"You were the PE teacher they'd run away from all those years ago come back to torment them!”
Matt laughs. "In a way. But you see some really amazing transformations. People come out of their shells. I think the experience of being part of a team and the rough and tumble of the game can be therapeutic; it gives people confidence. Some very quiet, very shy guys become life-of-the-party extroverts after joining."
“But no horseplay.”
I ask several other team members from all round the world and get a similar response. Gay rugby = no horseplay. A member of the Sydney Convicts says that some of them “did the full Monty on stage for charity" but then adds: “I suppose though that it was on stage. So it was show business really...” I give up and decide on the radical approach of watching the matches. They are surprisingly, at least to me, fierce and hard-fought. There doesn't appear to be too much reluctance to tackle. Over the course of the day several players are stretchered off, others limp from the field bleeding like noble warriors. They appear to be living up to Mark Bingham's vision.
Alas, there doesn't appear to be much evidence of gay support, despite blanket coverage in the gay press: most of the spectators are other players and friends. The stall vendors who have come along expecting a big turnout are suffering. Buying some doughnuts from a van, I can't get the owner to take my money. "It's not going to make any difference now," he sighs, starting to pack up. There's something sad about not being able to sell doughnuts at a rugby match.
Maybe it's just me, but there seems to be less masculine affection, camaraderie, and tenderness on display at this gay event than at most ‘straight’ rugby matches I've attended. Perhaps because, like horseplay, in a gay context it means too much, is less easily tendered, and displayed. At the annual Army and Navy match in Twickenham a few weeks earlier I saw lads arm in arm or sitting with their heads on their mate's shoulder. I even saw one drunken lad slap away his mate's girlfriend's hand so he could hold hands with him himself.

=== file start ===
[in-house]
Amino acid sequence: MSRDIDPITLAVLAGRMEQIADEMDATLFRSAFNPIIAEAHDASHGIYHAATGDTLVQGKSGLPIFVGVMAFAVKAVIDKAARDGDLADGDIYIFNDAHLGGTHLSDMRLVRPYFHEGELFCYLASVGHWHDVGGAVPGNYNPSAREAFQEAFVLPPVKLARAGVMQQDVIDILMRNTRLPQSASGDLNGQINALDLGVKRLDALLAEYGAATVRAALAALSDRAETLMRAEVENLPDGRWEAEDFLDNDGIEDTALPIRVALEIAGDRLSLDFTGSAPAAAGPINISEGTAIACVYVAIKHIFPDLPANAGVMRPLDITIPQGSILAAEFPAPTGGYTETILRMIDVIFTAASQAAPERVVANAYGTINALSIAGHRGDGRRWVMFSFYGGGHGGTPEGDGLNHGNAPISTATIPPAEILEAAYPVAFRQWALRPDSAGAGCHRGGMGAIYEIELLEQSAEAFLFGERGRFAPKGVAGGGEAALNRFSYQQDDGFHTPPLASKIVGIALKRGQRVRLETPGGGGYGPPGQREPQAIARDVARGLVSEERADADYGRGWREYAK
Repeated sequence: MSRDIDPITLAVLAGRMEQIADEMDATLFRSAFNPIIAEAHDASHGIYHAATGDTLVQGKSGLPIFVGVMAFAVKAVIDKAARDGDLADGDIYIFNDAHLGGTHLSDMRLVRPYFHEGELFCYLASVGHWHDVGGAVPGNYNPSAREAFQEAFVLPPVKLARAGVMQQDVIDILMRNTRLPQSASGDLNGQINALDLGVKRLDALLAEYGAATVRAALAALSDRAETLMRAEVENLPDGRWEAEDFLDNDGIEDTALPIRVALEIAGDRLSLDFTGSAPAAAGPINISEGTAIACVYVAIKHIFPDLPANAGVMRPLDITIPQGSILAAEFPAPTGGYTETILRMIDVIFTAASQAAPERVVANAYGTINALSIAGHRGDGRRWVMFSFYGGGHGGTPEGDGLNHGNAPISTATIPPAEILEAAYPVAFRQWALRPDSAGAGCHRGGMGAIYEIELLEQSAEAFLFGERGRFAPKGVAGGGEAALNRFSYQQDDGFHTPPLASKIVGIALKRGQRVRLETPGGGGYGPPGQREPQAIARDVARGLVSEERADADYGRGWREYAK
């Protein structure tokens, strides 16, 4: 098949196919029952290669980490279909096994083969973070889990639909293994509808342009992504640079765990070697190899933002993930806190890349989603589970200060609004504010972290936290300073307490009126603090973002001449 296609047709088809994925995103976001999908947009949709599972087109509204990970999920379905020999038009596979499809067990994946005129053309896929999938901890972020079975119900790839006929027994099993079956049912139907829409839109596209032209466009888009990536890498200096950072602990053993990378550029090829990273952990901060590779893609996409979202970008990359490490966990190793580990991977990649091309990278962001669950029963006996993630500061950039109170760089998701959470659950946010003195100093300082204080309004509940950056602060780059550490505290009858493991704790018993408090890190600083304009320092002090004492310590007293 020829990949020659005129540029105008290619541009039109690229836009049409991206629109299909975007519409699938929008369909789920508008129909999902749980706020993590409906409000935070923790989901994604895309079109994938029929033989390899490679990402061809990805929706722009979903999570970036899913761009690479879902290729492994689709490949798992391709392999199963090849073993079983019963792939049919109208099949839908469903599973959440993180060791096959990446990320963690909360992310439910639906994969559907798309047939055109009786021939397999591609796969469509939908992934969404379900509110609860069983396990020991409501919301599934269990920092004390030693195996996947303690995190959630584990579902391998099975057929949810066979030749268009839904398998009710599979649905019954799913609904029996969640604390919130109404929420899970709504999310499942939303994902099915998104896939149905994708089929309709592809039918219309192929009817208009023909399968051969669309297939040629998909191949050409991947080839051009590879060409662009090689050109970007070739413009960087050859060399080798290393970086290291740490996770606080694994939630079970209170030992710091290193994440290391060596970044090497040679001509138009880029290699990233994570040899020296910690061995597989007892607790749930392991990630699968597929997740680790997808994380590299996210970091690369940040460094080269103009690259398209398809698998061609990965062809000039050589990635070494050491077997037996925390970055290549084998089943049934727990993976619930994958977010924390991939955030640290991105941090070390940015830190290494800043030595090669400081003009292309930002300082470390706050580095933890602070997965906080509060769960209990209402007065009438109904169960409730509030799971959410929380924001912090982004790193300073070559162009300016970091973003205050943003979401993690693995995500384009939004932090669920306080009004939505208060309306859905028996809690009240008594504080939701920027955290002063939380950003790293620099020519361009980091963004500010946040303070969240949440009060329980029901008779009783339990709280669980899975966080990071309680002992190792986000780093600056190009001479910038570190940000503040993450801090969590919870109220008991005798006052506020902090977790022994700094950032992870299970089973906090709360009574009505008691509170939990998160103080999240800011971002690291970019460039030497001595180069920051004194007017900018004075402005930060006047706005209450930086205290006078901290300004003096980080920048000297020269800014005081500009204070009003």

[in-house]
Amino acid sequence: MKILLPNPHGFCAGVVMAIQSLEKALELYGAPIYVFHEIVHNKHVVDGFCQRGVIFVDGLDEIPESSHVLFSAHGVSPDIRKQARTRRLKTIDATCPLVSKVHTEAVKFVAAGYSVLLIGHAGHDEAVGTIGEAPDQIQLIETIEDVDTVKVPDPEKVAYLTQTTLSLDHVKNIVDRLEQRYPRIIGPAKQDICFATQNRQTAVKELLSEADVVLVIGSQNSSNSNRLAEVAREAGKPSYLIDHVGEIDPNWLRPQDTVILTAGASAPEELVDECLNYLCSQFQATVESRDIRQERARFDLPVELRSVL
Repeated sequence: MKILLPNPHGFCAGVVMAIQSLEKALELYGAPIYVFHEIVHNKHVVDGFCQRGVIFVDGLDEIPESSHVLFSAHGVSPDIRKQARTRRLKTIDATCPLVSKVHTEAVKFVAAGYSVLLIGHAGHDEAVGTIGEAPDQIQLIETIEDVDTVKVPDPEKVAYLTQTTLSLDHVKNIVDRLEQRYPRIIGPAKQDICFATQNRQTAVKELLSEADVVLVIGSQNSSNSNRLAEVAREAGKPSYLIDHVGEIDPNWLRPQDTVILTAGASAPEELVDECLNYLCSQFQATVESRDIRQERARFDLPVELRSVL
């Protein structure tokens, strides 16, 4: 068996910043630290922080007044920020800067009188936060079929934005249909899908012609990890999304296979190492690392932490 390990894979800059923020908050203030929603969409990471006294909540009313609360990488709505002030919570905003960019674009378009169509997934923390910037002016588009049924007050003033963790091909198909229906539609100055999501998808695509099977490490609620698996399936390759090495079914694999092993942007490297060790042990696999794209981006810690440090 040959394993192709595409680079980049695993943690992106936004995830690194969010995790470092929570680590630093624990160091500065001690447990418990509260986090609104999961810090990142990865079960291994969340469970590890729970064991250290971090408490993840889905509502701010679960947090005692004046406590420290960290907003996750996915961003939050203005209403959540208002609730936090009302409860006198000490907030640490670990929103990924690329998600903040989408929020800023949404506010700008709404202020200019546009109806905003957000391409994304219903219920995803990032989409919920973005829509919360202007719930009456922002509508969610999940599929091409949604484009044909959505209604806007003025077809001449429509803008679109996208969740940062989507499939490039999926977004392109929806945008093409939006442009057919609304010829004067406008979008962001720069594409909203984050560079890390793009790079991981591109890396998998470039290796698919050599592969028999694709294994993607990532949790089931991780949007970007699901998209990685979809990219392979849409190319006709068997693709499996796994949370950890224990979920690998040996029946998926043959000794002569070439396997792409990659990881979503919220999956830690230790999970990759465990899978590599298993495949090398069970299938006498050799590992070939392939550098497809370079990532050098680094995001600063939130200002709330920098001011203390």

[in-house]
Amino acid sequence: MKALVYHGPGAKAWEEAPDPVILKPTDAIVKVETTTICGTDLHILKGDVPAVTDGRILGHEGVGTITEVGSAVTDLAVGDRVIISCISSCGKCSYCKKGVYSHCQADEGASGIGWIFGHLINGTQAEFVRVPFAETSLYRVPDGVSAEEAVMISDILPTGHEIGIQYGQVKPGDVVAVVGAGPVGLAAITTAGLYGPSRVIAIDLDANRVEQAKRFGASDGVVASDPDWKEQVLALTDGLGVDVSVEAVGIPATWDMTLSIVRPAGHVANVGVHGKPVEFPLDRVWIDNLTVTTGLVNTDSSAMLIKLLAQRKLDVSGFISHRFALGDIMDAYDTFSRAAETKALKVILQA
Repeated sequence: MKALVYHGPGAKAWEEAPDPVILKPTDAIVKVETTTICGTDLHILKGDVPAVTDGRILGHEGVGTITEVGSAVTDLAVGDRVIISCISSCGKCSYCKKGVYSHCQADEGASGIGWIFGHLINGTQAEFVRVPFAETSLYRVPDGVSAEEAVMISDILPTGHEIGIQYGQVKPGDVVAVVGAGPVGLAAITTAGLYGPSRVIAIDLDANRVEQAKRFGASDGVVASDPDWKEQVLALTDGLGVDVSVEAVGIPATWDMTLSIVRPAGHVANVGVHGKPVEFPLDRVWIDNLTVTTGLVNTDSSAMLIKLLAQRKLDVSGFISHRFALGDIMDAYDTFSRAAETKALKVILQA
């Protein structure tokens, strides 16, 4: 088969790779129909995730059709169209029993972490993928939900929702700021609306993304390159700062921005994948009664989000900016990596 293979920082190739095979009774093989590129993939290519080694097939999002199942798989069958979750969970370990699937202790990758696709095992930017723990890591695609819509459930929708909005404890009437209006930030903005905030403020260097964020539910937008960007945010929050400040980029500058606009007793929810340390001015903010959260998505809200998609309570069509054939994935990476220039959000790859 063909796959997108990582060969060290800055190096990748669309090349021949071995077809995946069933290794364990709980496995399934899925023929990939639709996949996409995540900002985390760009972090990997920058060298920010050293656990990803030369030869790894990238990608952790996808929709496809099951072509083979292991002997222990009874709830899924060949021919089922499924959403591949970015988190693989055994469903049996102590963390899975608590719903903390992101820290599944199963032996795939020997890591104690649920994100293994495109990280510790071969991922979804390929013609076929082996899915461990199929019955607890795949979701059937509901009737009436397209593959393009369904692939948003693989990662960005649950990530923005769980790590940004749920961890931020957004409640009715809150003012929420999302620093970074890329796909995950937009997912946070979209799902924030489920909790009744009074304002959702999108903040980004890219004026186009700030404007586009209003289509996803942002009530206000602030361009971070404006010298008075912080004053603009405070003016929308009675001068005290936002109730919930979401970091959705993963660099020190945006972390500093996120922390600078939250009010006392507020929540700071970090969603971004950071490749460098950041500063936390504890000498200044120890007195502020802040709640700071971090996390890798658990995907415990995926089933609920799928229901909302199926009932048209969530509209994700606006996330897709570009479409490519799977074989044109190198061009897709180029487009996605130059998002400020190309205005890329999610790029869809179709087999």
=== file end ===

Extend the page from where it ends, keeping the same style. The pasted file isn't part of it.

The Spartans manage to beat the Steelers in the semi-final and go on to face the formidable San Francisco Fog, Mark Bingham's old team and the current cup holders in the final. They put up a valiant effort, but the Fog steamroller them 26-7. They are widely perceived as the most serious, most professional of the teams here: they play like clockwork and have a paid coach. Perhaps the rise of gay rugby is, in all sorts of ways, a function of the professionalisation of rugby.
While the Fog celebrate their win, a young player streaks across the pitch, which naturally spikes my interest. He has the best, rugbyest arse I've seen all day, capable of supporting an entire round of pint glasses – but being gay of course he knows it. If you're going to streak in front of several hundred gay men, you'd better have something to show off.
Later that evening at the tournament dinner a fire alarm goes off and everyone has to troop outside. When the fire brigade arrives, they are greeted by a few hundred pissed gay rugby players singing a chorus of "GET YOUR HOSES OUT, NA-NA NA NA!"
So I shouted at the bugger ruggers – "GET YOURS OUT FIRST!”
Actually, I didn't say that. I wasn't even at the dinner – I wasn't invited (I was told about the story later).
I think they'd heard about my interest in horseplay.
Not long after this piece appeared, I received an email informing me that the guy with the ‘rugbyest arse’ who streaked across the pitch after the final match - undercutting all my moaning about the lack of horseplay in gay rugby - was in fact straight. And Australian.